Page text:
USMC seeks to arm Shadow, fast and without US Army help

Washington DC
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This story is sourced from Flight International
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The US Marine Corps hopes to have its AAI RQ-7 Shadow unmanned air vehicle armed in the next 12- to 18-months, moving ahead without the US Army as a partner in the weaponisation programme.

"All the other services have an unmanned system that delivers ordinance," says Lt Col Brad Beach from a joint services panel at the Army Aviation Association of America unmanned aerial systems conference near Washington on 13 December, calling the USMC's need to weaponise the UAV "urgent."

Although the Army Aviaton and Missile Command issued a request for information in April seeking data on precision-guided weapons weighing 11.3kg (25lb) or less that could be fielded within 12 months of a contract award and said as recently as October that it would take the lead on development of Shadow weaponisation with the USMC, the programme is no longer on the table for the army.

"Army leadership to this date has made the decision that we are not pursuing to weaponise systems below our Gray Eagle platform, which is Hellfire-capable right now," says Col Robert Sova, capability manager for UAVs at the Army Training and Doctrine Command.

For the Marines to turn around a weapons programme in such rapid fashion could prove difficult. So far, no request for proposals has been drafted to kick off the Pentagon's acquisition process.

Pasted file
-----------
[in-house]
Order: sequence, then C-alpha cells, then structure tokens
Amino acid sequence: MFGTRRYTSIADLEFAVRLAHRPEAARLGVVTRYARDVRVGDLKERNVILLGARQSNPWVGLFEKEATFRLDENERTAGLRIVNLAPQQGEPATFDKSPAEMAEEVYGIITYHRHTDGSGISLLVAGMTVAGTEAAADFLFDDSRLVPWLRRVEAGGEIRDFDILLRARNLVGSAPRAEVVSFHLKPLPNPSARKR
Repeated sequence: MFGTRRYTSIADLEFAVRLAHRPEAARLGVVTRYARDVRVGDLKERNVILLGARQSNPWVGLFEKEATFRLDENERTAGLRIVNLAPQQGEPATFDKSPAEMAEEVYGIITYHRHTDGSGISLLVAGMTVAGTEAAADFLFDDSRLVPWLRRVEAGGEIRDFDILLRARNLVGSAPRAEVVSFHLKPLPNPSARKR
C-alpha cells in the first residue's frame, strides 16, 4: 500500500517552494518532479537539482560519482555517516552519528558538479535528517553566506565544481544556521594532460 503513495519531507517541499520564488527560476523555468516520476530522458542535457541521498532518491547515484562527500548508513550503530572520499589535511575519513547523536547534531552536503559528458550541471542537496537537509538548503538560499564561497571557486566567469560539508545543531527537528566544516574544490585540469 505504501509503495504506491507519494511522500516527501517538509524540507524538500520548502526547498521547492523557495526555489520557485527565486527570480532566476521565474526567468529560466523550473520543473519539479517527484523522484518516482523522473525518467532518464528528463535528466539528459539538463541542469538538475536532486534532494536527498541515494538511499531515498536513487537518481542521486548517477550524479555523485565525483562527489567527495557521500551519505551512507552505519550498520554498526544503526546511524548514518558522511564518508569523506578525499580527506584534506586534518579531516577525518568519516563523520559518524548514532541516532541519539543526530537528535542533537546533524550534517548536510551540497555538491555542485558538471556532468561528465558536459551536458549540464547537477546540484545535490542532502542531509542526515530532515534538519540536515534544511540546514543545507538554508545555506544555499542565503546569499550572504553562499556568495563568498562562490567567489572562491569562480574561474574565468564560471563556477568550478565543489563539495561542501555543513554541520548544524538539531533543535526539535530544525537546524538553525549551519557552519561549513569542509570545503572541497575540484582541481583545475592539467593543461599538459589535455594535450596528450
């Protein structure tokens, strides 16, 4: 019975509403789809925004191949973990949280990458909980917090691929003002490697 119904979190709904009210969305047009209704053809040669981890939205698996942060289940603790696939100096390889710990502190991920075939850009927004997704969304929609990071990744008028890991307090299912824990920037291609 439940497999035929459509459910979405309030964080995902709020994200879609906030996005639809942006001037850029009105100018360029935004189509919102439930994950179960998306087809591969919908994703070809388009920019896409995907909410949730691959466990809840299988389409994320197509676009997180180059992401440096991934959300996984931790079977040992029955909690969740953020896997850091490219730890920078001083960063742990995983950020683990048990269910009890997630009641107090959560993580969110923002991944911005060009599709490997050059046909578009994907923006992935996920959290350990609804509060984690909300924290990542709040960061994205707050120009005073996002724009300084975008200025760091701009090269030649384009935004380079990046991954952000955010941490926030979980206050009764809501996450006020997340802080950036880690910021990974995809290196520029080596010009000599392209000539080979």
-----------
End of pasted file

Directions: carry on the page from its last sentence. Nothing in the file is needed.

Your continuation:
Even without an RFP in place, Raytheon has been pressing ahead with UAV weaponisation, successfully flight-testing the Small Tactical Munition (STM) at the Yuma Proving Ground in Arizona in October launching from a Cobra UAV, the company says. This would make the weapon a logical choice for the Shadow. The smallest in Raytheon's arsenal, at 0.6m-long (2ft) and weighing 5.9kg, it and was specifically designed for use by unmanned platforms. The dual-mode, semi-active laser seeker and INS/GPS guidance system enable it to engage fixed and moving targets in all weather conditions, the company says.

The STM is based in large part on the Griffin missile - a 0.84m, 19kg motorised weapon developed two years ago by Raytheon. While the Griffin could also be an option for the Pentagon in arming the Shadow, the STM is small enough to allow the 4.3m-long Shadow to carry several.